Partnerships and Projects
Our organization is focused on the productive potential of communities and networks. Nurturing partnerships is at the core of the P2P Foundation’s work. We contributed to the coordination and preparation of the European Commons Assembly in communications, technology, web presence, strategy and organization. As an affiliate organization to the Commons Strategies Group, we designed, built, and continue to host the CSG site , attended their deep dives and formatted their reports. As a key partnership, we became founding members of the Platform Cooperativism Consortium. We also developed a strong alliance with Greenpeace International who, thanks to our efforts, now intend to incorporate the lexicon of the Commons into their message, with our input as consultants.
We function as a conduit among key organizations such as Shareable, Remix the Commons, Commons Network, the Rules, the Post Growth Institute and others, providing a supportive, caretaking relationship to our peers. Acknowledging our global and growing network of individuals, we would like to offer a special thanks for their support this year to: Sharon Ede, Irma Wilson, Barb Jacobson, Jose Luis Vivero Pol, Sophie Jerram, Pat Conaty, Elena Martínez, Simon Grant, Vanessa D, Fisher, Josef Davis-Coates and many others.
P2P Foundation International
P2P Foundation France
The activity of the P2P Foundation has developed greatly in France in 2016, thanks to the ceaseless commitment of Maia Dereva. The French language wiki was greatly improved – 140 pages were created or otherwise modified – and a French language blog was created, with 125 articles published (including 41 in the bibliography). The French team participated in various conferences, and an audition at the Council of State (the highest French legislative body) to present peer-to-peer, as well as in the “Assembly of the Commons” experiment in Lille. They also drafted a meta-analysis on peer-to-peer economic efficiency (to be published in 2017), and prepared for the creation of the “P2P Foundation France” association (scheduled for early 2017).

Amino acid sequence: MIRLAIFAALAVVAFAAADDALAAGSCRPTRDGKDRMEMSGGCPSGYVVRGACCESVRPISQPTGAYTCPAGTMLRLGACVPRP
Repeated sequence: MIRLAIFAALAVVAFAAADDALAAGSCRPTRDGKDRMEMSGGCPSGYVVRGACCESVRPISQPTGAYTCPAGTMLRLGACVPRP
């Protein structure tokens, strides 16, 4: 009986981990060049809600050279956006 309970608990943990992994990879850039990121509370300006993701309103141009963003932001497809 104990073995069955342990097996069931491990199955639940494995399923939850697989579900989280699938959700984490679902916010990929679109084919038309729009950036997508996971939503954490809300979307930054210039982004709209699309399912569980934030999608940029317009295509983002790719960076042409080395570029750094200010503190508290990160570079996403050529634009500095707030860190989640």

The Commons Transition Coalition
The Commons Transition Coalition formed in Melbourne, Australia in December 2015. Their aim is to connect leaders of groups, organisations and enterprises that support commons-based initiatives, amplify its members work, support local endeavours, and build capacity for the transition to a just and environmentally sustainable Commons Economy.